Injured, Sick, or Orphaned Wildlife

We are NOT a wildlife rescue or rehabilitation center. Caring for and rehabilitating these animals require both federal and state permits. Please do not try to care for these animals yourself. Injured wildlife needs constant care from experienced people. If you have found injured, sick, or orphaned wildlife, please take a moment to read these suggestions and make note of the contacts below. 


Barred Owl Wing Fracture (update) 4-27-2014.jpg

Birds are one of the most common animals reported as injured, sick, and orphaned. Their ability to fly and successful adaptation to suburban and urban life means that they are most often found in or near busy areas. The following instructions are based off The Wildlife Center of Texas' website. Please take some time to read them and get in touch with the people who can help you.

Fractures, breaks, and concussions are all injuries found commonly in birds. Often a result of collision with vehicles, buildings, and other objects, wing injuries and other fractures will quickly render a bird unable to care for itself. If you find a bird that is obviously injured, the best thing you can do is keep the animal in a warm dark area until they can get it to a vet or a licensed rehabilitator. Hypothermia is a constant danger for almost all wildlife especially if the animal is injured or in shock. Place the animal in a box with soft rags and use a heating pad set on low or a rice sock (dry uncooked rice placed in a sock and heated for 30 – 45 seconds in a microwave) to keep it warm. DO NOT give the animal food or liquids. 

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Nestling birds

Nestling birds have few feathers and still need a parent’s body temperature to keep warm. Often the baby can be put back into the nest or into a hanging basket or bucket to protect them from dogs and cats and the parent will continue to bring food to the baby.

Don’t forget to put holes in the bottom of the container to prevent drowning should it rain. It is NOT true that the parent will abandon the baby if touched by humans – birds will not reject the nestling or fledgling even if they see it being handled by a rescuer.  Be sure to monitor the baby, if the mom doesn’t return or the baby appears to become weak, get help quickly.

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Fledgling birds

Fledgling birds have short stubby wing and tail feathers and are beginning to look like the parents. They spend hours or days on the ground while learning to fly and are supplemented with food from their parents. If the baby has wing feathers and a stubby tail, it’s supposed to be on the ground learning to fly. Place it in a tall bush or small tree and keep pets away from the area.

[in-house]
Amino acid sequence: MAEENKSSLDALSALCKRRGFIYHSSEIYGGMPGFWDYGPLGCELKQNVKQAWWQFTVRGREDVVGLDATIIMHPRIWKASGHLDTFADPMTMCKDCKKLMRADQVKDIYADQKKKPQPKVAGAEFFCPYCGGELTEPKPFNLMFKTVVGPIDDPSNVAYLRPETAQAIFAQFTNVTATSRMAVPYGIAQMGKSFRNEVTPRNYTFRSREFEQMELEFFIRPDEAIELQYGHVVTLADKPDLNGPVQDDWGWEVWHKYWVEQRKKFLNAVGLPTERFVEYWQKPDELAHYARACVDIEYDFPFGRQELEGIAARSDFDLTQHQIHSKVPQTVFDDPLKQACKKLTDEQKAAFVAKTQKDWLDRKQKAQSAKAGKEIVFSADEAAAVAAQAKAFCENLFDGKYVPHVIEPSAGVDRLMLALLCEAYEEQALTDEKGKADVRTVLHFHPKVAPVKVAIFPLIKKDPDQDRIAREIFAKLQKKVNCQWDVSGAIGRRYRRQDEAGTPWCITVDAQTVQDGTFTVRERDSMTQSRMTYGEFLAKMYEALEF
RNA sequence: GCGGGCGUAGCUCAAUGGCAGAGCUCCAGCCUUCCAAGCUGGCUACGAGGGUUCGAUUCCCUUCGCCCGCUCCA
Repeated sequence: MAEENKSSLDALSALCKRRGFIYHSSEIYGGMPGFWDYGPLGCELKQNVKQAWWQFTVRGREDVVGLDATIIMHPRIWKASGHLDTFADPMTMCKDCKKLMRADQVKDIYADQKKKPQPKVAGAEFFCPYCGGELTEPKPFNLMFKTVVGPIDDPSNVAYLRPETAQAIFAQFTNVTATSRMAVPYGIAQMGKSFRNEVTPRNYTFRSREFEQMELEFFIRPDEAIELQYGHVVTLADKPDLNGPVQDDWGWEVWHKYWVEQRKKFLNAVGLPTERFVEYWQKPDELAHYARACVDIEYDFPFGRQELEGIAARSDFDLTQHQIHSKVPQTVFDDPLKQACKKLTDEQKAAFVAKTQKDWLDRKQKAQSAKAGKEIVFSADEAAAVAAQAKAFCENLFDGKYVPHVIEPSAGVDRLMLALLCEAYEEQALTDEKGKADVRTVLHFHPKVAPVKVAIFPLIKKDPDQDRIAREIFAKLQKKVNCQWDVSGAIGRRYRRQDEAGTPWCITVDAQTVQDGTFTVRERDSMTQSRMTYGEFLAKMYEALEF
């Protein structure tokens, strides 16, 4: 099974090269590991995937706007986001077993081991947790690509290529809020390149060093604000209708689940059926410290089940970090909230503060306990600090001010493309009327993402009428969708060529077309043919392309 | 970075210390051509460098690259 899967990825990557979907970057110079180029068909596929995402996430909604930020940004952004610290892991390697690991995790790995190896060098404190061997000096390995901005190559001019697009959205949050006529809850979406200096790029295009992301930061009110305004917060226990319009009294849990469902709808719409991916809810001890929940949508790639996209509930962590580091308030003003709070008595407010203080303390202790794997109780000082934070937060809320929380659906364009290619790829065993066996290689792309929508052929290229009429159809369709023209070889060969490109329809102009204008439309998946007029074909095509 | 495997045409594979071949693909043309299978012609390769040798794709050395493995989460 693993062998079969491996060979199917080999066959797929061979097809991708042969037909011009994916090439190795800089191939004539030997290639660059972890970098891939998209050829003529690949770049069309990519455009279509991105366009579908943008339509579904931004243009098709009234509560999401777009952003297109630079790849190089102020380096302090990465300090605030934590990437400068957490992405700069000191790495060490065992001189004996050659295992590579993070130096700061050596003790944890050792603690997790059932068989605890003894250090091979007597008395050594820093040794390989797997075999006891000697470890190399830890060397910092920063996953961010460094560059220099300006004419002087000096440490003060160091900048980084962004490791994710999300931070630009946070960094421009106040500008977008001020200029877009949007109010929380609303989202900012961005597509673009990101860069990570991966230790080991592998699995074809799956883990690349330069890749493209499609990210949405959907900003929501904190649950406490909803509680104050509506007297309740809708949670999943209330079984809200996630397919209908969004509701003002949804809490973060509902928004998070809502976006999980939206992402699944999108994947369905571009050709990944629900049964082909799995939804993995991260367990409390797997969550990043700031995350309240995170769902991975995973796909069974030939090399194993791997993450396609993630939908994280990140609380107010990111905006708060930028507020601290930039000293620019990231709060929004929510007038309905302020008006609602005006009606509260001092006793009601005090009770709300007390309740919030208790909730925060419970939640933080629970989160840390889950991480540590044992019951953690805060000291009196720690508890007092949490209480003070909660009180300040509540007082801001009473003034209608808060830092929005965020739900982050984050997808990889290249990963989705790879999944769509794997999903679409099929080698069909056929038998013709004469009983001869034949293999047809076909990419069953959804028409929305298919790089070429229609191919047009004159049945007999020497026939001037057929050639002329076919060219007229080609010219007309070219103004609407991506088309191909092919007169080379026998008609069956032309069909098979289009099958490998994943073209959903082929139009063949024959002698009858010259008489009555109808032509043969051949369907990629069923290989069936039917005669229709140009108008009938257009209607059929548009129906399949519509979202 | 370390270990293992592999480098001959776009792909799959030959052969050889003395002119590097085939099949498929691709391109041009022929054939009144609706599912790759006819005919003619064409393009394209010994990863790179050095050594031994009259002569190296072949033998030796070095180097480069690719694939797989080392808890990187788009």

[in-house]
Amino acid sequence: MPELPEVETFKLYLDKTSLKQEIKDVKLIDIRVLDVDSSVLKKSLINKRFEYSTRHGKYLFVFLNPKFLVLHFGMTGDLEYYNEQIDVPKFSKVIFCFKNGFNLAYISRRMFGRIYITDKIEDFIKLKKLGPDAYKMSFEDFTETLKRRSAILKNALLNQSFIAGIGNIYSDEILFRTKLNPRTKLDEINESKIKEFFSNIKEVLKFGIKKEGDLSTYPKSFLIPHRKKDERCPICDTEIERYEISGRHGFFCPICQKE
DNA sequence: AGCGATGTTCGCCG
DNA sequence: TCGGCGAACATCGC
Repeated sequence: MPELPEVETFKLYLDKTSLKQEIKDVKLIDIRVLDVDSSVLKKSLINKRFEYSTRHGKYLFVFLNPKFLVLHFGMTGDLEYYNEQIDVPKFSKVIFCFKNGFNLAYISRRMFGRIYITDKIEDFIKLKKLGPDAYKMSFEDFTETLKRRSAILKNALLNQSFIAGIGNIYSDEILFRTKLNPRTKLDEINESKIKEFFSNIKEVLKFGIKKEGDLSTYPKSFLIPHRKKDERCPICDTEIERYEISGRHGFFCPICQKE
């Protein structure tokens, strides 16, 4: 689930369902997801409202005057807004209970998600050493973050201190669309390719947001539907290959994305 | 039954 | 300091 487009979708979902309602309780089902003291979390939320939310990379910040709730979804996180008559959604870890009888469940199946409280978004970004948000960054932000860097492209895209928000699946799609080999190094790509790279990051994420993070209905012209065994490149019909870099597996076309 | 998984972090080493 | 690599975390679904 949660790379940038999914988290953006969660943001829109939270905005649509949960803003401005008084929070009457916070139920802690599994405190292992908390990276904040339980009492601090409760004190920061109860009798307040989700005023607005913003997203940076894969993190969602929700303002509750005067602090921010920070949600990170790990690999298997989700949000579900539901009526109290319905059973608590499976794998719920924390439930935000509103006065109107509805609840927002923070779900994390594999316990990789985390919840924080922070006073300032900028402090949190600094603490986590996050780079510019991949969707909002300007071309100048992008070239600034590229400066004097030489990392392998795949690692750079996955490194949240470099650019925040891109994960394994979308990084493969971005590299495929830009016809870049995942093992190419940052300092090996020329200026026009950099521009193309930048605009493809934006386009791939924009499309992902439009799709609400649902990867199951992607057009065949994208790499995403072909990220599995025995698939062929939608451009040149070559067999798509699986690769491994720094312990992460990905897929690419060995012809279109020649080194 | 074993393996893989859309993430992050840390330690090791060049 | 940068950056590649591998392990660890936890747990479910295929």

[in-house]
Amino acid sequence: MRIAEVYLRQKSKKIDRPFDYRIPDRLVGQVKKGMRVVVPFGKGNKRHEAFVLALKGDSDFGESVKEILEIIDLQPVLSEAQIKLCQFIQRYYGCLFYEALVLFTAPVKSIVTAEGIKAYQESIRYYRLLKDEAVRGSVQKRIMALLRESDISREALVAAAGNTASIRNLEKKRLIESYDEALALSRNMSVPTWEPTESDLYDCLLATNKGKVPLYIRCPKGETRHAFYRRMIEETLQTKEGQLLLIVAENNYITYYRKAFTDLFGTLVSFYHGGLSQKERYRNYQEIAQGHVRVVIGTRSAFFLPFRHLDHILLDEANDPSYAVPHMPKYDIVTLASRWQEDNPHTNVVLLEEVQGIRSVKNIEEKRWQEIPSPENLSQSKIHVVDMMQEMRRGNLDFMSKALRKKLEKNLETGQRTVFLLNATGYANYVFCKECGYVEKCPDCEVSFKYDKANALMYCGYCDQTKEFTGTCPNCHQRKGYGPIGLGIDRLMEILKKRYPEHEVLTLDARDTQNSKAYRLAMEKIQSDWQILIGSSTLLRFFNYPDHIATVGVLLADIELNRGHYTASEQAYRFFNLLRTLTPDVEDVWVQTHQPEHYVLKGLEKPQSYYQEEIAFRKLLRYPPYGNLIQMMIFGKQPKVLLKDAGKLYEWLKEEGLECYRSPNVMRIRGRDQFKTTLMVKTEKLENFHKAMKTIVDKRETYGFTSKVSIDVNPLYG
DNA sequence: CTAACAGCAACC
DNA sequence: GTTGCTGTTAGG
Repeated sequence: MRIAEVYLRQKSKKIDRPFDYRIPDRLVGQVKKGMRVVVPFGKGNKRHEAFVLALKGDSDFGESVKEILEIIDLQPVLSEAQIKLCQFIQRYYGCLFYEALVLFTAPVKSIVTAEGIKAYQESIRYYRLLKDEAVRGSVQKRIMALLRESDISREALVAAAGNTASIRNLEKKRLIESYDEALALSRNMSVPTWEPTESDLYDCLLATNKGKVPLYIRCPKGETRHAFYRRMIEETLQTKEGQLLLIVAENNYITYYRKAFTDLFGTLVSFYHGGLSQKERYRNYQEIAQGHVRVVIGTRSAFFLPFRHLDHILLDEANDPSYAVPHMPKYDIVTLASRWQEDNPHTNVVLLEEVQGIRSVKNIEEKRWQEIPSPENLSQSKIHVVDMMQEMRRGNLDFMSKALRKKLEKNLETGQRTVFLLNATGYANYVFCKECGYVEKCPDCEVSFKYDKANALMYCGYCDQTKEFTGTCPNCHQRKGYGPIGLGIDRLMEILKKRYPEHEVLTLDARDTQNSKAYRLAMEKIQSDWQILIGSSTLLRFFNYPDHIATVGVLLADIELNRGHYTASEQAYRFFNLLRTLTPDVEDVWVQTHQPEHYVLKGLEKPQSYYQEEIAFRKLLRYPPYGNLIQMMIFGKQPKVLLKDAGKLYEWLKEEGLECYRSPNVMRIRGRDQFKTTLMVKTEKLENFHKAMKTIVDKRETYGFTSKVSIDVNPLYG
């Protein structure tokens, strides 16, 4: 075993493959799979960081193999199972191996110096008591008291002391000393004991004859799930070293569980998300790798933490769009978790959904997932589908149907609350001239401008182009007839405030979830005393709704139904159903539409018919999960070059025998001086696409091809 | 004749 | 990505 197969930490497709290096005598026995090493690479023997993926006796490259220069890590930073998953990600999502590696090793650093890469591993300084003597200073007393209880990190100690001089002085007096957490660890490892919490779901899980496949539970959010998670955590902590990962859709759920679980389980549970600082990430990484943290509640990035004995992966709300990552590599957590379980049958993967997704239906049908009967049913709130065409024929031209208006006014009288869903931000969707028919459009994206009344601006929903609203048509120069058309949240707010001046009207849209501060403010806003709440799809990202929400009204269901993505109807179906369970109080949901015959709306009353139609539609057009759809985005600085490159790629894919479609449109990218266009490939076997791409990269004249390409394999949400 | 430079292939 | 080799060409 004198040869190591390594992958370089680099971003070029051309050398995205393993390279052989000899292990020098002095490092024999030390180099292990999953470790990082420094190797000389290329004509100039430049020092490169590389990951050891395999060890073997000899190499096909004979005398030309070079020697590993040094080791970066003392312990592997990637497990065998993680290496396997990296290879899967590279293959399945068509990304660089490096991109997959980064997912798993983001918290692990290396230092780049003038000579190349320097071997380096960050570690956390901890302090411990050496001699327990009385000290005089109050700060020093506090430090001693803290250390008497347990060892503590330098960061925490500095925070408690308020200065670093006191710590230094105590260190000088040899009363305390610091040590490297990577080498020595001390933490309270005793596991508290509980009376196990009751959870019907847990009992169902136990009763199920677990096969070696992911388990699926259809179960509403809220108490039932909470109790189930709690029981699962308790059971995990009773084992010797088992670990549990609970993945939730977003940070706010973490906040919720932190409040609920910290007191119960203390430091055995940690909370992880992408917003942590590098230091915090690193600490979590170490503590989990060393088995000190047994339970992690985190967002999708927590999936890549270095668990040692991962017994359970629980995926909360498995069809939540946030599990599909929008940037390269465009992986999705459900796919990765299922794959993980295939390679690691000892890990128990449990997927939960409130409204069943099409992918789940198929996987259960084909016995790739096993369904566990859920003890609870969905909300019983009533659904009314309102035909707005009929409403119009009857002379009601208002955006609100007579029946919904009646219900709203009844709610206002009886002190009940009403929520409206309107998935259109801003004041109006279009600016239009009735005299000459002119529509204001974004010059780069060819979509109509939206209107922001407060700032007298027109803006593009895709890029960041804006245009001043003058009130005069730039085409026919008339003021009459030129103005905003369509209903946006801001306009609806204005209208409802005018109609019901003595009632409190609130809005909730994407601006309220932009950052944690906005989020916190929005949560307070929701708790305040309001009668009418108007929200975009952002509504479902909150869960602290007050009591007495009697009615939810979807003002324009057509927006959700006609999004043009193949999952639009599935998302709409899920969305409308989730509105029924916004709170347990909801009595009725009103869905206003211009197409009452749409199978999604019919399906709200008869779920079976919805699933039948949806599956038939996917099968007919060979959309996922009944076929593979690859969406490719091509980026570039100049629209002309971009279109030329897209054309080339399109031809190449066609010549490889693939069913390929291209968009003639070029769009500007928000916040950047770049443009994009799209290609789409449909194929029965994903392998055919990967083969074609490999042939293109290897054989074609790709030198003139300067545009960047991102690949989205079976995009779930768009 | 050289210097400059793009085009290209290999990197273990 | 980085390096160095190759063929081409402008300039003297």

Look for injuries such as a broken wing or leg. Also look for the presence of ants, fly eggs or maggots. Fly eggs look like clumps of small yellow rice grains. The whole body should be checked for fly eggs since they will be laid on any broken skin or body opening.

Birds that live in colonies

Purple Martins and other birds that live in houses can be infested with mites, especially if the house hasn’t been thoroughly cleaned the previous winter. If babies repeatedly jump out of the house before they are physically ready, the problem could be mites. Be very careful with your selection of insecticide, 1% rotenone powder or pyrethrin spray are known to be safe for wild birds. 5% Sevin dust is also safe when used in the small amounts as specified on the label.

Who to Contact
These animals are protected by the Federal and State Government. It is illegal to keep them without the proper permits, facilities, and knowledge to care for them. These animals are not pets and should not be treated as such, they have specific diets, needs, and mentalities that require trained and experienced people to safely rehabilitate and release. If you have found one of these animals, please take a moment to contact one of the links below and help get the animal the help it needs. 

The Wildlife Center of Texas
Texas Parks and Wildlife
Texas A&M Vet School
Your Local Wildlife Rehabilitation Center